Camps were set up across Lebanon after the 1948 Arab-Israeli war for Palestinians who fled their homes or were driven out by advancing Israeli troops.
Many of the refugees left with just the clothes the wore and a few possessions. Hundreds of villages were cleared and demolished.
The Palestinian presence in Lebanon's complex sectarian mix has continued to be a source of instability that has fuelled the conflict.
The worst incident was the Sabra and Shatila massacre by Lebanese Christian militias during Israel's occupation of West Beirut in 1982
The 1982 massacre shocked the world. Victims were buried in a mass grave a few hundred metres from Sabra and Shatila camps.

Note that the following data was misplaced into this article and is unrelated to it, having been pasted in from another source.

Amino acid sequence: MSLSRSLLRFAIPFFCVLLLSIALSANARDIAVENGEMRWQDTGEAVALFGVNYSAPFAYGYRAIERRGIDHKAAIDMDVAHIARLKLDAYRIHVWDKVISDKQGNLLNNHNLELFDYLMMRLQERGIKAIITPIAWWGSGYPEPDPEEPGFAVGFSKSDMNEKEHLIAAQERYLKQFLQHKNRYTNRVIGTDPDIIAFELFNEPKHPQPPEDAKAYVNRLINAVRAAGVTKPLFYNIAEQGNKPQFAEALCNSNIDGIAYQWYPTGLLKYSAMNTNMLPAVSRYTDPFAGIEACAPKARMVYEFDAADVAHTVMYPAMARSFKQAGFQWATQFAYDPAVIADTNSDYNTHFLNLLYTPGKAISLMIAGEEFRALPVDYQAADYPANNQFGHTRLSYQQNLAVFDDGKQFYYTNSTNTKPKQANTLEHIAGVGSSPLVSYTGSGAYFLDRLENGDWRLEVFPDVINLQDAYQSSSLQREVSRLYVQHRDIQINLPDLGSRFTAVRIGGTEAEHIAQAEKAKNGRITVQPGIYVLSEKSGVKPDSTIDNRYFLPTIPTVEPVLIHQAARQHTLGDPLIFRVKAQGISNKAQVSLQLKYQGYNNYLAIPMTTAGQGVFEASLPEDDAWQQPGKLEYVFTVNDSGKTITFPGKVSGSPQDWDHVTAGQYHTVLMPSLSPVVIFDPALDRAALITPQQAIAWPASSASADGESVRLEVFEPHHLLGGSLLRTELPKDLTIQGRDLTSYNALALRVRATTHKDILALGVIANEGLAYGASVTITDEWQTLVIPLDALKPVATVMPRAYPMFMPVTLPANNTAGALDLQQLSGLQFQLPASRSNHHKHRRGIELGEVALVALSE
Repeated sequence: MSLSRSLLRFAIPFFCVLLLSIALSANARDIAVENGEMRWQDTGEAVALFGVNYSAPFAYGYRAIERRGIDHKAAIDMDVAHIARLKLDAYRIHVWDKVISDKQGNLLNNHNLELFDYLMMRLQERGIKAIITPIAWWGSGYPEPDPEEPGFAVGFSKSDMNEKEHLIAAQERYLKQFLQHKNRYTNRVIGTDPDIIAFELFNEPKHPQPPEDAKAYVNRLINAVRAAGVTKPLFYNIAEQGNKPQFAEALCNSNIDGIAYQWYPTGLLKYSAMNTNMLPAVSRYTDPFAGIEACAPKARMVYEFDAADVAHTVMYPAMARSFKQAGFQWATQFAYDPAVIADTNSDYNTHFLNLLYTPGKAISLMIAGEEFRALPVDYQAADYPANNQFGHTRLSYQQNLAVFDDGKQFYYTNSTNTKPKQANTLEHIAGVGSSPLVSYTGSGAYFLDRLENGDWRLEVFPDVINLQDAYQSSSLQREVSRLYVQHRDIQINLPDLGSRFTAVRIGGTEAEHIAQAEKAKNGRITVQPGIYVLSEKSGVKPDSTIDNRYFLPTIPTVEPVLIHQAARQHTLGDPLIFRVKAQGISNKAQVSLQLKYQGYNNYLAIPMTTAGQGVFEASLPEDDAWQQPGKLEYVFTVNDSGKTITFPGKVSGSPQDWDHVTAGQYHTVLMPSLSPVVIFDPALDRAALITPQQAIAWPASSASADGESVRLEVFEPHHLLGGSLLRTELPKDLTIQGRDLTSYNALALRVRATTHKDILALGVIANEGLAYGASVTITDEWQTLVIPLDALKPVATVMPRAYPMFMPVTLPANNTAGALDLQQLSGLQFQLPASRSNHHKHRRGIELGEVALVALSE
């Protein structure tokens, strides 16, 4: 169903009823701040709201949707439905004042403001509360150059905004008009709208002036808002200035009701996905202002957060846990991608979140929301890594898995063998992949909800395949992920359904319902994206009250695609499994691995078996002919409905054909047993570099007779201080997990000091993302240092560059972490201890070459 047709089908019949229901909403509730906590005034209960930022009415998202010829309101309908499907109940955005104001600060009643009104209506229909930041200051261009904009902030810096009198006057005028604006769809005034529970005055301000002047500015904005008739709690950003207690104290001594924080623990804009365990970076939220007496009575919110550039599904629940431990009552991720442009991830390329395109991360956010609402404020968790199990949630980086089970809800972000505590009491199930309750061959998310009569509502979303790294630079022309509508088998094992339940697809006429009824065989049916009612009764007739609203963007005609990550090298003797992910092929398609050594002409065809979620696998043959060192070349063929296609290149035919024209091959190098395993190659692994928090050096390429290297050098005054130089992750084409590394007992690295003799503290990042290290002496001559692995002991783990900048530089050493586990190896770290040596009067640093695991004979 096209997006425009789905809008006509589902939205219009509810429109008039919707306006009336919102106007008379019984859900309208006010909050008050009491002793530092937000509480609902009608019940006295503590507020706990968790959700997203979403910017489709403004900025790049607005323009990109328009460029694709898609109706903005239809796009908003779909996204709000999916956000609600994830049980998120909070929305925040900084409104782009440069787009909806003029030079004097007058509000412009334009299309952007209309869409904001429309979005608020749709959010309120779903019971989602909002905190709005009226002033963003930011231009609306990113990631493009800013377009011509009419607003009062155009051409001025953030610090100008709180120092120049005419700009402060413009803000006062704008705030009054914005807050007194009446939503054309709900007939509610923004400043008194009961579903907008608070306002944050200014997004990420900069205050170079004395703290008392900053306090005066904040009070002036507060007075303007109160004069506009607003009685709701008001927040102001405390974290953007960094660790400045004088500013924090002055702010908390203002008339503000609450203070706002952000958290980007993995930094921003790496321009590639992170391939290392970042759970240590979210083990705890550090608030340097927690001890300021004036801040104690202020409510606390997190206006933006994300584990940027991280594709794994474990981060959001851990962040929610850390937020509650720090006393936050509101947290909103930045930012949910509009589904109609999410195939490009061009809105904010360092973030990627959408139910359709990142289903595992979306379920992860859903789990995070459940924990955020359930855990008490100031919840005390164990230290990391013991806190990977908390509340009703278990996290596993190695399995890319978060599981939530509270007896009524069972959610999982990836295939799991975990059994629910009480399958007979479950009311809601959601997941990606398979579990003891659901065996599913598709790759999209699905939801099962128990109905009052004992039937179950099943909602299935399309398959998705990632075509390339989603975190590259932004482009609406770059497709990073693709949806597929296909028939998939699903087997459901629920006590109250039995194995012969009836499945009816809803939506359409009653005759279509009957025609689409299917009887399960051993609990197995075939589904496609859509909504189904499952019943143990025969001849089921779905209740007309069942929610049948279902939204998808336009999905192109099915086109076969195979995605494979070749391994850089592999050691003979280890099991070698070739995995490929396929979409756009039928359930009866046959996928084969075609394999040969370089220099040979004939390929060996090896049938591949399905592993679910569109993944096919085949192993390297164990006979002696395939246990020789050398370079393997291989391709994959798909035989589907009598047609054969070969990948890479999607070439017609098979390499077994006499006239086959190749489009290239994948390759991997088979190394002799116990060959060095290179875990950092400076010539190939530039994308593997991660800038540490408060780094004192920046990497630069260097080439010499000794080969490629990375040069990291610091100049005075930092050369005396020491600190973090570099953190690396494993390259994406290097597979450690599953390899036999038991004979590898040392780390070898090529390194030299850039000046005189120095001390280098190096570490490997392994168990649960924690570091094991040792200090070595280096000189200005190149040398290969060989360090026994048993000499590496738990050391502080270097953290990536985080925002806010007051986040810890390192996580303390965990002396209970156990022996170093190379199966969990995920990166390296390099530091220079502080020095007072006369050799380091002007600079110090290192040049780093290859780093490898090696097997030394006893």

Sabra and Shatila were in the firing line again less than three years later, when the War of the Camps broke out in 1985.
Large numbers of Shatila residents fled the fighting between pro-Syrian forces and the Palestine Liberation Organisation.
Palestinian fighters in the camps were besieged as Syria and its allies tried to gain control of strongholds loyal to Yasser Arafat.
The War of the Camps went on for three years - one of the bloodiest and most destructive periods of Lebanon's long civil war.
The War of the Camps left Shatila in ruins. The original camp area was rebuilt, but refugees were prevented from reclaiming homes built in outlying areas.